With schools opening and flu season on the horizon, children’s hospitals should plan for even higher numbers of cases.
The delta variant of COVID-19 has caused spikes in illness around the country as children comprise a growing proportion of cases. As of August 26, more than 22% of the 910,826 COVID-19 cases reported were children and adolescents—compared to a cumulative share of less than 15% of cases since the pandemic’s onset. While regions across the country are seeing increased reports of COVID-19 among children, Louisiana is an epicenter of a surge in cases.
Children’s Hospitals Today caught up with Mark W. Kline, M.D., physician-in-chief and chief academic officer at Children’s Hospital New Orleans and professor of pediatrics at Tulane University School of Medicine, to discuss how this current COVID-19 surge differs from previous waves of the virus and how children’s hospitals can prepare.
Describe the situation you’re seeing in your area with COVID-19 cases among children.
The Gulf South has been hit particularly hard. We've had quite a surge of COVID-19 cases that came on top of a summertime epidemic of RSV, and the two viruses at once have put a considerable strain on the health care system. What has been particularly striking to us with this surge of COVID-19 caused by the delta variant was the velocity with which it hit. It hasn’t been subtle.
About six weeks ago, we started to see a rise in hospitalizations from COVID-19. For several weeks, we had maybe one child in our acute care beds on any given day with COVID-19. In one week, we saw that number rise to 18—that happened over a six-day period.
For context, over the course of the entire pandemic, we never had more than seven children hospitalized at any given time with COVID-19. Suddenly, we had more than twice that number, and that evolved over a one-week period.
When all this started, our test positivity rate for children in our outpatient clinics was at about 1%. Fourteen days later, it was at 7%, 14 days after that it was at 25%, and that's where it has remained. That tells us there is an enormous amount of community transmission going on, and children are an important part of this epidemic.
The latest figures from the Louisiana Department of Health show 28% of all new cases in Louisiana are occurring among children and adolescents up to 17 years of age. This is quite a departure from what we'd seen with earlier surges and other variants of the virus.
One of the interesting aspects of this has been that many of the children we're hospitalizing both in our acute care and intensive care areas are very young. There are days when half of the children we have admitted for COVID-19 are less than 2 years of age.
Another important point involves which kids are getting sick. In the first year and a half of this pandemic, almost all the kids we had admitted to the Pediatric Intensive Care Unit (PICU) had a definable underlying condition that would predispose them to a severe disease. This time around, half the kids we've admitted to the hospital and to the PICU have not had any notable underlying problems. We've seen some very sick kids who were perfectly healthy until they got sick with COVID-19.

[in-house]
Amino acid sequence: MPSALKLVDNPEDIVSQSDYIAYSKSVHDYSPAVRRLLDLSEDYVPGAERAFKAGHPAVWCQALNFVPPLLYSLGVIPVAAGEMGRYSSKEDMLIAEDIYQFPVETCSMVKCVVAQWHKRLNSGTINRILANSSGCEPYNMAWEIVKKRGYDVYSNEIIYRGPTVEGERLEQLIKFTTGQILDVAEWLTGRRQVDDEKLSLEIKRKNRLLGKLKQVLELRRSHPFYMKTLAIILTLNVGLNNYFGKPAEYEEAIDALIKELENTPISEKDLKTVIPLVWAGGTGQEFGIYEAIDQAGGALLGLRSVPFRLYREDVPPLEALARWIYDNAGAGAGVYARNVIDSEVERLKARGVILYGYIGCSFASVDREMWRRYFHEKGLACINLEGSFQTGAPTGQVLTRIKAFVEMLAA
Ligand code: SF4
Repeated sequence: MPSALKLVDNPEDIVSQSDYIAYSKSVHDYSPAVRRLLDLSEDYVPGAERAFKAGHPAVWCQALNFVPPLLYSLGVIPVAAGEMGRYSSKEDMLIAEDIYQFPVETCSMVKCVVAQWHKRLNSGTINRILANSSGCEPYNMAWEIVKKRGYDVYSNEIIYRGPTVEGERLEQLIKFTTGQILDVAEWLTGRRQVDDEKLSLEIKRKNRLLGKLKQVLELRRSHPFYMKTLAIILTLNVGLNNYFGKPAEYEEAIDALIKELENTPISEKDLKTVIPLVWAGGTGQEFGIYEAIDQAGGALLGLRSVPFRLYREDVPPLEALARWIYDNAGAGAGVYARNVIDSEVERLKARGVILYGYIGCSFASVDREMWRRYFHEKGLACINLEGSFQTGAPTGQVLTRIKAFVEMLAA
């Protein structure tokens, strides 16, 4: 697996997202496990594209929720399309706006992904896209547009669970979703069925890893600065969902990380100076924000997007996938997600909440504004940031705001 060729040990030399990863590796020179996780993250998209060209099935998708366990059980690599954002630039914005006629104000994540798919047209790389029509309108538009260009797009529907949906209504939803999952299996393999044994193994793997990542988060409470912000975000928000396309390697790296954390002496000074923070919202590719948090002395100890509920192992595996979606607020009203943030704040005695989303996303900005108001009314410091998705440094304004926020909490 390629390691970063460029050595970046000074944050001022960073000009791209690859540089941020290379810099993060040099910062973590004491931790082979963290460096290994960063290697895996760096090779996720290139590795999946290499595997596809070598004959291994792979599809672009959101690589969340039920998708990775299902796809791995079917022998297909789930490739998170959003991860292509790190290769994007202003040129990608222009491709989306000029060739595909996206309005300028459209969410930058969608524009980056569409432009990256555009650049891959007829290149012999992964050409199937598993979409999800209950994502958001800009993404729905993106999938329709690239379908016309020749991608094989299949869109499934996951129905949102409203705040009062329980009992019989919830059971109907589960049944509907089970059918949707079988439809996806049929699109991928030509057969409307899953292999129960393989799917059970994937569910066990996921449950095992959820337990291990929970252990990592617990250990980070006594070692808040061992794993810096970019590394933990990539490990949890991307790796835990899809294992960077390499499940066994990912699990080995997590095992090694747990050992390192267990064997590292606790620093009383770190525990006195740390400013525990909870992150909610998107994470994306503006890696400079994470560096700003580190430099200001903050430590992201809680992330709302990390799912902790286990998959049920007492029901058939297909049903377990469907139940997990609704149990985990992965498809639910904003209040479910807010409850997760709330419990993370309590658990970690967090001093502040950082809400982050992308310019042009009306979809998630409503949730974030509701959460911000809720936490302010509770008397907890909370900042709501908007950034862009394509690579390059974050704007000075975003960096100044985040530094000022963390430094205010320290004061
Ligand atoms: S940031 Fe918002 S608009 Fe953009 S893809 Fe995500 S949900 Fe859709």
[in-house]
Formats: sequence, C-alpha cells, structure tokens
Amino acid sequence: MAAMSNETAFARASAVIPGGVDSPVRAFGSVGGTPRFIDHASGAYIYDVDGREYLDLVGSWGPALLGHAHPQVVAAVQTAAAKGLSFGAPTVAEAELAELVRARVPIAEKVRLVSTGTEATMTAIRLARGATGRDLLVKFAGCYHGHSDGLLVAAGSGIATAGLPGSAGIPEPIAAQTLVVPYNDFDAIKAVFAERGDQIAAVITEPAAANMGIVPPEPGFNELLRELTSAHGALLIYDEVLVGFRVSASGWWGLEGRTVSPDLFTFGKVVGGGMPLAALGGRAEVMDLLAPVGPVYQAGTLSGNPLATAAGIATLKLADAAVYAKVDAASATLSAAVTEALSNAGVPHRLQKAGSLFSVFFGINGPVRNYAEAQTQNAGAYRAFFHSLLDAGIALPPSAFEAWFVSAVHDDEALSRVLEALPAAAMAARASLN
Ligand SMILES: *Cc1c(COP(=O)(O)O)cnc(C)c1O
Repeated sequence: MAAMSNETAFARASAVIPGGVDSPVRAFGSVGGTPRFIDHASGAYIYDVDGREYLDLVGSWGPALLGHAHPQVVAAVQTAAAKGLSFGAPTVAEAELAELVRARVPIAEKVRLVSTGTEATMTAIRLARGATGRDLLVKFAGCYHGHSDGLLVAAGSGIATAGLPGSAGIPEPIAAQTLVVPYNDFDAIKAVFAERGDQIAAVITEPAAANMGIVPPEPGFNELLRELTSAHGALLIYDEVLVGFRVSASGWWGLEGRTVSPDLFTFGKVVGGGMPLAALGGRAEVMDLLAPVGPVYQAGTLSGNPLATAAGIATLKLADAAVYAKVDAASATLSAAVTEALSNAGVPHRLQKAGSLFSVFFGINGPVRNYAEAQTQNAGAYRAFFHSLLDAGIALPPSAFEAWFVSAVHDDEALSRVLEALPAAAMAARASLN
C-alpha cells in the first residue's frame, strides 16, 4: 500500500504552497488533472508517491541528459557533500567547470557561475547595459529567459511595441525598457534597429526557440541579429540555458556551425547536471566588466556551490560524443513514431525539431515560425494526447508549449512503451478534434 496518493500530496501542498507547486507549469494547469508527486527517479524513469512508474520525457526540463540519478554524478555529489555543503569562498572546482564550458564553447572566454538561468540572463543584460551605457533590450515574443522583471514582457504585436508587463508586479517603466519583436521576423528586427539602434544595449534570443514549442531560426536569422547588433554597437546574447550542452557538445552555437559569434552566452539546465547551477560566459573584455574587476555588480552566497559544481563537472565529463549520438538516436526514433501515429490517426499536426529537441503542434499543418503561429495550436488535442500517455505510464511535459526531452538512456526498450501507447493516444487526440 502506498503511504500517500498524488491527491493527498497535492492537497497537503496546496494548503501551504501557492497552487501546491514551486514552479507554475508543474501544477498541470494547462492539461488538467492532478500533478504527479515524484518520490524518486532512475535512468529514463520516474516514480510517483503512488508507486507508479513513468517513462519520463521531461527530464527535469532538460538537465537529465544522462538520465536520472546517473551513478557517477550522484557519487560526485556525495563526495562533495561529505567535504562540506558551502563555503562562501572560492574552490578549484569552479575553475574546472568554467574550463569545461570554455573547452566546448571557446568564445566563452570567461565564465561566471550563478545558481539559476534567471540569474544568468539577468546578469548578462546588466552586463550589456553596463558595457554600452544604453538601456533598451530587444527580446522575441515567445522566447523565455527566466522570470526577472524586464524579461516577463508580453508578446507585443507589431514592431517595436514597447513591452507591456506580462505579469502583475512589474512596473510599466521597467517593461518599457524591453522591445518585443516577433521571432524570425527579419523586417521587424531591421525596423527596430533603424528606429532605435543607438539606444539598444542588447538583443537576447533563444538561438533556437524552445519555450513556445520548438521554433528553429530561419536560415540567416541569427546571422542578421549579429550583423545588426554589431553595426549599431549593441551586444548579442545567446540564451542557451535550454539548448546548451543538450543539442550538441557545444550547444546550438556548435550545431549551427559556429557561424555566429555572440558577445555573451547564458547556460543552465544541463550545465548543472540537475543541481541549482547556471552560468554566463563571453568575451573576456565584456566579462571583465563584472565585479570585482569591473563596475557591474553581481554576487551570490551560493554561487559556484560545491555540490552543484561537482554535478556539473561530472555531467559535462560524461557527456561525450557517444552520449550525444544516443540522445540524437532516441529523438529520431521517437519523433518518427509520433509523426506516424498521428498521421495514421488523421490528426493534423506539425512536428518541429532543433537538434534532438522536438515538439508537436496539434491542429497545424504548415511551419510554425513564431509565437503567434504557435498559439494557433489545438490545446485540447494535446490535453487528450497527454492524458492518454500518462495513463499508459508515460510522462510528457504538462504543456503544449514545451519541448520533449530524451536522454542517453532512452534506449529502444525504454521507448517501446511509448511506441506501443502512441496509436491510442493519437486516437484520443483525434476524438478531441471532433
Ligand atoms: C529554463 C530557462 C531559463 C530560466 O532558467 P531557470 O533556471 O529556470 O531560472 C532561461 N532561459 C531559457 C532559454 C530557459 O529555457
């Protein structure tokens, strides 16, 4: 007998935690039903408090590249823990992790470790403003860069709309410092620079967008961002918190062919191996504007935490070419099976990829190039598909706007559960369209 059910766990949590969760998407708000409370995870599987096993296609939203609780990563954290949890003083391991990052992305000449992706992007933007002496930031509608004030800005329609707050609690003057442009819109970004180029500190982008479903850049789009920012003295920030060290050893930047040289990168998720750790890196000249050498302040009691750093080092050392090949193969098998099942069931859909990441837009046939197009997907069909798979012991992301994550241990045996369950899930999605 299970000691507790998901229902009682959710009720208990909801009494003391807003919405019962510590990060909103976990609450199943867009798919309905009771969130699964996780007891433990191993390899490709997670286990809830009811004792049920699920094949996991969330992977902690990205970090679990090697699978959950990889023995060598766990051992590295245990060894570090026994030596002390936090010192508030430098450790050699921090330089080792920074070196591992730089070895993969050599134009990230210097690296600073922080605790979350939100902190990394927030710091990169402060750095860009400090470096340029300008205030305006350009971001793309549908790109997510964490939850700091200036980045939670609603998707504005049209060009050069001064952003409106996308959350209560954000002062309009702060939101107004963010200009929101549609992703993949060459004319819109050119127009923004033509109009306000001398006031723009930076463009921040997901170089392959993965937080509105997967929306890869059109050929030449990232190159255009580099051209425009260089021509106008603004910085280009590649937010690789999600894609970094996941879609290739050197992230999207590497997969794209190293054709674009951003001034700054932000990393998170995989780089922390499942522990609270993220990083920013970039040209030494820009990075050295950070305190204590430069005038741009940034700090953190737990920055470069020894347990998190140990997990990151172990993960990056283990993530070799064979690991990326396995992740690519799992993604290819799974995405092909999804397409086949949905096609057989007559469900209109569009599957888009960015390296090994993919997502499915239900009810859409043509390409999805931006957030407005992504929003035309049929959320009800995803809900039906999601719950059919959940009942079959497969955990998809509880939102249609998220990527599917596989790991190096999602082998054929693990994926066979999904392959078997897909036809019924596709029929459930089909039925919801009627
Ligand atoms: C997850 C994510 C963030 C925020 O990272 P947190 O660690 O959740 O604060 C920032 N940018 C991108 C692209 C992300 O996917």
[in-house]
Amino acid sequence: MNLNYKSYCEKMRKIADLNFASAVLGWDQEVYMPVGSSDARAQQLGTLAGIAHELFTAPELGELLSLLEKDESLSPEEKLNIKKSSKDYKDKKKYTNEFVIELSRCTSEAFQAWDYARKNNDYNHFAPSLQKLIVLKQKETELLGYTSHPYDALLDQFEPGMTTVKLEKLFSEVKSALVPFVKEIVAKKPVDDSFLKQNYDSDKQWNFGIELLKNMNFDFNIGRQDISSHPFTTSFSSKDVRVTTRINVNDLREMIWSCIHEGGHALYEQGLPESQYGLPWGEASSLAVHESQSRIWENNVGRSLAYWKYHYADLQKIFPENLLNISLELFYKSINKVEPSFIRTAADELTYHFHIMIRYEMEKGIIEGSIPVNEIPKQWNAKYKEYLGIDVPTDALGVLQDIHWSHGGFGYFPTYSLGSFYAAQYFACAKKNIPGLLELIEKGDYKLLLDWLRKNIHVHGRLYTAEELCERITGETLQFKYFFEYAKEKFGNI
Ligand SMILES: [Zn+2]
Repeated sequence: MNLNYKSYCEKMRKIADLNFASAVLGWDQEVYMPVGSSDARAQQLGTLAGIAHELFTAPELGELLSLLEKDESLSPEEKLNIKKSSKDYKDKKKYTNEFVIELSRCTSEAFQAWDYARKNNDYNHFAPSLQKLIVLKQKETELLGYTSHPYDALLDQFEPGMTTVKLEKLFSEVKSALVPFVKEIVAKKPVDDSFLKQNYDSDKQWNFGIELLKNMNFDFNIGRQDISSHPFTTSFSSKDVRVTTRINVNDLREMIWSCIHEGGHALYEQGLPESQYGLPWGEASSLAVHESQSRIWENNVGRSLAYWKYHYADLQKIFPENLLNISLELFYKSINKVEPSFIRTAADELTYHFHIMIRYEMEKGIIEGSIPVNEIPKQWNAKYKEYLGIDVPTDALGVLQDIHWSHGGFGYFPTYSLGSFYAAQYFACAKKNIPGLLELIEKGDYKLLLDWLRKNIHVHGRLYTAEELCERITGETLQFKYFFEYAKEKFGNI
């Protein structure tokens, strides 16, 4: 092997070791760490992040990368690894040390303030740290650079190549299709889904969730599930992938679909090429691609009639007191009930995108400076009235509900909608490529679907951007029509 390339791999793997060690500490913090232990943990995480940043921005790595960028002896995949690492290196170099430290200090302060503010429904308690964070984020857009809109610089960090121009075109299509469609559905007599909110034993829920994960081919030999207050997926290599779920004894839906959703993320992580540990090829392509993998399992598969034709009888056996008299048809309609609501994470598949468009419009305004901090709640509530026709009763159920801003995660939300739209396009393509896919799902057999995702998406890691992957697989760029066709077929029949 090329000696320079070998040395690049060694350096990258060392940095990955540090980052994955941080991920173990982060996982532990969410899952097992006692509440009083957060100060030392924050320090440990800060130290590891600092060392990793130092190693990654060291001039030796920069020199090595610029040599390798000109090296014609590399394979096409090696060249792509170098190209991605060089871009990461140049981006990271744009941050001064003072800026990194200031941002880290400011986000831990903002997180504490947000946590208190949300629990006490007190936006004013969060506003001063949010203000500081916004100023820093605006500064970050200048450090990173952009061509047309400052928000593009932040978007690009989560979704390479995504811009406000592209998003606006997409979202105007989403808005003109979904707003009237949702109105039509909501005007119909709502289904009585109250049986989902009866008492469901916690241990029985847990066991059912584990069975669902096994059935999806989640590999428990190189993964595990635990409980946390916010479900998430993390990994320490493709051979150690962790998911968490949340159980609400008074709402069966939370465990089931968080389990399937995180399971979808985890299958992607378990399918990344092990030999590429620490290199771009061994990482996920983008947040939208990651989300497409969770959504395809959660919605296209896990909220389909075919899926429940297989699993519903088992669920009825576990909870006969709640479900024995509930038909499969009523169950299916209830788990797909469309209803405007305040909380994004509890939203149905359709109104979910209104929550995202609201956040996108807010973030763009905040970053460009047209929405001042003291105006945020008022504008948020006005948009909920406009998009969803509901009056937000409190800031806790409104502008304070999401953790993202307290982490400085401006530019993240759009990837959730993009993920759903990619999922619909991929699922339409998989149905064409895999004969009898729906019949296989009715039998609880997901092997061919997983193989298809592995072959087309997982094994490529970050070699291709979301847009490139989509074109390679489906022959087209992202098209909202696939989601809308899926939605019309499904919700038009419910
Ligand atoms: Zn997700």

To what do you attribute this sudden—and in some cases, regionalized—surge of COVID-19?
The common thread among the hardest-hit states right now is low adult vaccination rates. In the case of Louisiana, when the surge started, just 37% of adult Louisianans were fully vaccinated against COVID-19.
If you looked specifically at adolescents between 12 and 17 years of age, the number was just 13%. Both of those figures, for adults and for adolescents, lagged behind the national numbers substantially. The low vaccination rate in Louisiana is appalling, and that's a big factor. We believe most of the children we're seeing in the hospital with COVID-19 were infected by unvaccinated adults in their immediate environment.
Kids are going back to school right now and thankfully our governor issued a mask mandate that includes the schools—all children 5 years of age and older, teachers and staff. We think that will mitigate what's been a surge on top of a surge over the next few weeks. We're grateful for that. When he announced this, I felt like we'd been thrown a lifeline.
What can children’s hospitals elsewhere do to prepare for surges?
They need to be doing some scenario planning around what things look like now and how they cope if they're at 1.3x what they are today in terms of census, and then 2x, and 3x, and 4x. That's the kind of planning we've done.
We instituted an incident command structure with a multidisciplinary team of leaders that meets daily and we've been doing that for a couple of months now. We handle everything from bed availability to pharmacy and medications, protective equipment, operations of the elevators, emergency department census, acute care and pediatric ICU census. We look over admission numbers, discharge times and discharges every day.
We've been through a lot of this planning, and we've still had to board patients in the emergency department for lack of a single bed—either in intensive care or in acute care. Looking forward, we’re thinking about the opening of schools and flu season, and we have done planning around what we are going to do—where can we find nurses and other staff and beds, if in December we're at 2x what we are right now. Hopefully, a lot of that scenario planning is for naught, but you never know.